With special reference to urological cancers, the incidence of renal cell carcinoma is much higher than that in the general population, with a standardized incidence ratio greater than 5. The majority of guidelines do not advocate routine screening as there is a lack of evidence that screening reduces mortality [18, 20]. However, with the new presentation of haematuria, a careful evaluation of the entire urinary tract for malignancies is crucial. Risk factors for the development of renal cell carcinoma include a history of prior renal cell carcinoma, tuberous sclerosis, polycystic kidney disease, and the duration of dialysis before transplant [21, 22].

Figures 1 and 2 show the CT findings and resection specimen of a patient with papillary renal cell carcinoma from malignant change of a cyst in a cystic kidney patient after kidney transplantation.

Malignancy of the native kidney occurs more frequently than the occurrence of cancer in the kidney allograft, with rates of 4.2% and 0.07%, respectively [23, 24]. For renal cell carcinoma in the native kidney, the tumors are usually small and the nephrectomies are amenable to laparoscopic treatment [25, 26]. Regarding the transplant allograft, partial nephrectomy is a dialysis-sparing option for localised tumours less than 4 cm in size [27]. However, the surgery, conducted in a nonvirgin area with fibrous tissue and inflammation, makes mobilisation and resection challenging. Clinical judgement should be made, balancing the considerations of the patient’s residual allograft function while not sacrificing surgical margins and oncological control.

There is some evidence that mTOR inhibitors such as Everolimus and its parent drug Sirolimus have antineoplastic activities. In a randomized controlled trial investigating the de novo malignancies arising in patients receiving immunosuppressive agents, the incidence in patients on Sirolimus was significantly lower than the other drugs [28, 29]. This has been attributed to the angiogenesis pathway blockade of the mTOR inhibitors. Previous literature advised against the initiation of mTOR inhibitors in the early postoperative period due to concerns of wound dehiscence, incisional hernia, and lymphocele formation. However, new studies have presented evidence that lower doses of mTOR inhibitors and the avoidance of a loading dose with the concomitant use of other immunosuppressants have significantly reduced the risks of impaired wound healing. Hence, the decision of their use should only be made after a careful consideration of available strategies to prevent surgical complications, individual patient characteristics, and risk factors [30, 31].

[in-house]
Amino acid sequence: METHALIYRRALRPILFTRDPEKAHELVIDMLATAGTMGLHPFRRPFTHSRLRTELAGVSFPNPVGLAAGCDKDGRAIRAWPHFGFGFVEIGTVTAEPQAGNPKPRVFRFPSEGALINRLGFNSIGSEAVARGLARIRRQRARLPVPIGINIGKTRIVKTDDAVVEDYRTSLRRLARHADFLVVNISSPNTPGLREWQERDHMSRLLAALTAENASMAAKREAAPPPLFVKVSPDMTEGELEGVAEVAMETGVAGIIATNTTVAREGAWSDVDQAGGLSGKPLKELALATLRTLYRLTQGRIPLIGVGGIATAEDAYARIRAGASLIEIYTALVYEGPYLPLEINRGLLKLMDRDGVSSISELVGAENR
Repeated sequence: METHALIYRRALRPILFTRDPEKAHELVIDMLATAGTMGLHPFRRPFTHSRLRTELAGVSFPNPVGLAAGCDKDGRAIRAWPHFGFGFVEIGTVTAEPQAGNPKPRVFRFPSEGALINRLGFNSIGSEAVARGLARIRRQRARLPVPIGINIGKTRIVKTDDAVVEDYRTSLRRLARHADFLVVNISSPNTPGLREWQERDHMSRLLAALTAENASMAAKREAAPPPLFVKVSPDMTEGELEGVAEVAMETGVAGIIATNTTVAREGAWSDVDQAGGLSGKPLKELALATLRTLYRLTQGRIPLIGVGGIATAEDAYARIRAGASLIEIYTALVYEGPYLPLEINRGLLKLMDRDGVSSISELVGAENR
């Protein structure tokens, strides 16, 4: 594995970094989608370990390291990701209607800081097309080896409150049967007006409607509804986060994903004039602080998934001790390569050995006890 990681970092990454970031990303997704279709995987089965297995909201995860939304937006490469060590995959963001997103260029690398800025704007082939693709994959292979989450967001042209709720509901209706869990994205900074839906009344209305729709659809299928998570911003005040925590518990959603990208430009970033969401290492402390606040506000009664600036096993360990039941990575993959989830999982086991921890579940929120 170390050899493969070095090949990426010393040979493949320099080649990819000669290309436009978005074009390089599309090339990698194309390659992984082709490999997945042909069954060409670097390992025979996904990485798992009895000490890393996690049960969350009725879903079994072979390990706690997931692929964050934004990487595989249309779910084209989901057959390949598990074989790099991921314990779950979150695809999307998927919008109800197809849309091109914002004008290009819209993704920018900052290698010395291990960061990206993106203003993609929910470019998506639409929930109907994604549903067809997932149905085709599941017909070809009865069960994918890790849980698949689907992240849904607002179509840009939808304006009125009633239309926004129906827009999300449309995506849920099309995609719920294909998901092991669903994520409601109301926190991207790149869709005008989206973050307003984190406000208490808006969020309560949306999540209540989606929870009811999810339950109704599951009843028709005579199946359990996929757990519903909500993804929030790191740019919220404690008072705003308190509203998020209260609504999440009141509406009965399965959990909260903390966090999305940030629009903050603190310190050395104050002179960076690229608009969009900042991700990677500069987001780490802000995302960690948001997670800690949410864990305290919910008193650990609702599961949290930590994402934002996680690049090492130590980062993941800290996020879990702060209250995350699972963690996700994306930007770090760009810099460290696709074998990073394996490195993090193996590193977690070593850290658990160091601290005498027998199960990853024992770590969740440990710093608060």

Gross haematuria is one of the main presenting symptoms of bladder carcinoma in renal transplant patients [24]. An analysis of the USRDS database using Medicare billing claims for cancer found that the incidence of bladder cancer is three times that of the general population, with the greatest risk occurring in the first 6 years after transplantation [32]. In addition, data suggest that muscle-invasive and high grade tumours are more common amongst renal transplant recipients. One modifiable risk factor is the intake of Aristolochic Acid. A study of 1429 Chinese patients who received renal transplantation found that 59.3% of the patients who were subsequently diagnosed with transitional cell carcinoma had been taking the Chinese herb for at least 2 months prior to diagnosis [33]. Since 2001, the Food and Drug Administration (FDA) has cautioned against the intake of this traditional medication in view of worldwide epidemiological evidence linking Aristolochic Acid exposure and transitional cell carcinoma [34].